In a direct comparison between multidetector-row CT (MDCT) and intravascular ultrasound (IVUS), CT was nearly as accurate for detecting both calcified and noncalcified coronary artery plaque, according to a Dutch study presented at the recent RSNA meeting in Chicago.
On a segmental basis, MDCT achieved 96% sensitivity versus IVUS for plaque detection, though it slightly underestimated noncalcified plaque and slightly overestimated calcified plaques, noted researchers from Erasmus University Medical Center in Rotterdam.
Accurate detection and quantification of atherosclerotic plaque -- both calcified and noncalcified -- are needed to improve risk stratification and monitor the progression or regression of disease.
"Currently, IVUS is considered to be the reference method. However, it's an expensive and invasive technique that is not free of complications," presenter Dr. Stella-Lida Papadopoulou said. "Ideally, we need a technique that would be noninvasive and accurately assess atherosclerosis. Under this perspective, the aim of our study was to evaluate the ability of 64-slice CT to detect and quantify atherosclerosis against IVUS."
Both IVUS (44-mHz catheter) and 64-detector-row MDCT were performed in 32 symptomatic patients. The MDCT and IVUS datasets of 44 coronary arteries were coregistered using a newly developed and validated fusion technique that derived quantitative parameters from both imaging modalities using a stepwise approach.
"For analysis of the results, several parameters were compared by section, including lumen area, vessel area, plaque area (vessel area minus lumen area), and maximum wall thickness, defined as the distance between the lumen and the vessel wall," Papadopoulou said. "We considered plaque to be present when the maximum wall thickness was above 0.5 mm." This is criterion commonly used for IVUS but it has not been previously used for CT.
Plaque volumes were calculated for each region of interest (ROI), and the sum of plaque volume cross-sections was calculated according to Simpson's rule, she said.
Compared with IVUS, 64-detector-row MDCT enabled correct detection in 957 of 1,109 cross-sections containing plaque (sensitivity 86%). In 180 of 255 cross-sections, atherosclerosis was correctly excluded (specificity 71%). At the segmental level, MDCT detected 213 of 220 segments with atherosclerotic plaque (sensitivity 96%), while correctly ruling out the presence of any plaque in 28 of 32 segments, for a specificity of 88%.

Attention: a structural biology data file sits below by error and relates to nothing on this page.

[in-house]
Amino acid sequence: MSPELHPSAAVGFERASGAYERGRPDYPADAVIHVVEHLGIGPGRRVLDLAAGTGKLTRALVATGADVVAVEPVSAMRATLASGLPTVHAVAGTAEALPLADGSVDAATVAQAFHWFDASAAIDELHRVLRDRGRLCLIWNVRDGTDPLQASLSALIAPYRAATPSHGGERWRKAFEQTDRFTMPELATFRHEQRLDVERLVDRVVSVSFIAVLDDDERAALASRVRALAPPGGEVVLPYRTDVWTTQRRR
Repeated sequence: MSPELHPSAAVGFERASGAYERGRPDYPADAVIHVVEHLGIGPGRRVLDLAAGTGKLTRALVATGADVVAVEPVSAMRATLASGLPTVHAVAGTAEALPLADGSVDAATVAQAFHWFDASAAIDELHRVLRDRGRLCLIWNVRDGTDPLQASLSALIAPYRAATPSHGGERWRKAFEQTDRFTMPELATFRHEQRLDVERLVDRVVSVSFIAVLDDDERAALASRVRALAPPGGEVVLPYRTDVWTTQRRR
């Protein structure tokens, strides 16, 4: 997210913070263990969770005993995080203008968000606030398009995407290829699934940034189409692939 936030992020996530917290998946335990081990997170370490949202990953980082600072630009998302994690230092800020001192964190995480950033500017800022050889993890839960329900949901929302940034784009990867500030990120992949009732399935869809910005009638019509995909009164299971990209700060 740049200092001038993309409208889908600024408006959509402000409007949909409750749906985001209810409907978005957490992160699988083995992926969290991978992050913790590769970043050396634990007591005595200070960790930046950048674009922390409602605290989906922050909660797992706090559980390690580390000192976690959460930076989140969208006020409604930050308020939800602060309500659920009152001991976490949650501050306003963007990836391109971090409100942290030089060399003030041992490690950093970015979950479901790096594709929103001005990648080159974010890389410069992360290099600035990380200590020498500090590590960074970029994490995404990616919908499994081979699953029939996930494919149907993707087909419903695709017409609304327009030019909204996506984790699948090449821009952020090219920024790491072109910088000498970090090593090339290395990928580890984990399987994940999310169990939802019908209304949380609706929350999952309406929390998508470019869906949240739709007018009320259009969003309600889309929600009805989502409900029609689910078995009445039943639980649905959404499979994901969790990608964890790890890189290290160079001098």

"We further assessed interobserver agreement and found it moderate (k = 0.51), for cross-sectional level and excellent (k = 1.0) for the segmental level," Papadopoulou said. Detection was also assessed by plaque size. "As plaque gets bigger, the detection rate increases, and for plaques bigger than 1 mm, it's really excellent," she said.
Detection rate was excellent for plaques larger than 1 mm maximal intimal thickness (94%) and plaques located within the proximal 40 mm from the ostium (> 88%).
"For more distal plaques, sensitivity decreases. However, we found that for plaques located in the proximal 40 mm from the ostium the detection rate was above 88%," Papadopoulou said. "This is important because most clinically relevant plaques are located in the proximal part of the vessel."
The Pearson's correlation coefficient for vessel plaque volumes measured by MDCT and IVUS was r = 0.91 (p < 0.001). Bland-Altman analysis showed a slight nonsignificant underestimation of any plaque volume by MDCT (p = 0.5), with a trend to underestimate noncalcified (p = 0.22), and overestimate mixed or calcified (p = 0.87) plaque volumes.
CT tended to underestimate plaque volumes by approximately 2%. More important, an analysis by plaque composition found that CT underestimated noncalcified plaque volumes by approximately 11%, while plaques containing calcium were overestimated by approximately 4%.
"CT showed good diagnostic accuracy to detect plaque, and we found a good correlation between IVUS and CT for the quantification of plaque volumes," Papadopoulou commented. "Finally, for the very small or distal vessels, coronary plaques were more difficult to assess. The resolution of CT is not as good as IVUS, and specifically very small noncalcified plaques are difficult to assess."
In response to a question from the audience, Papadopoulou said that only one patient was excluded for heavily calcified vessels. The study was targeted at symptomatic patients with mostly mild atherosclerotic disease, she said, and in any case, CT is well established for detecting coronary artery calcium.
The study was recently published in Atherosclerosis (November 2011, Vol. 219:1, pp. 163-170), Papadopoulou said.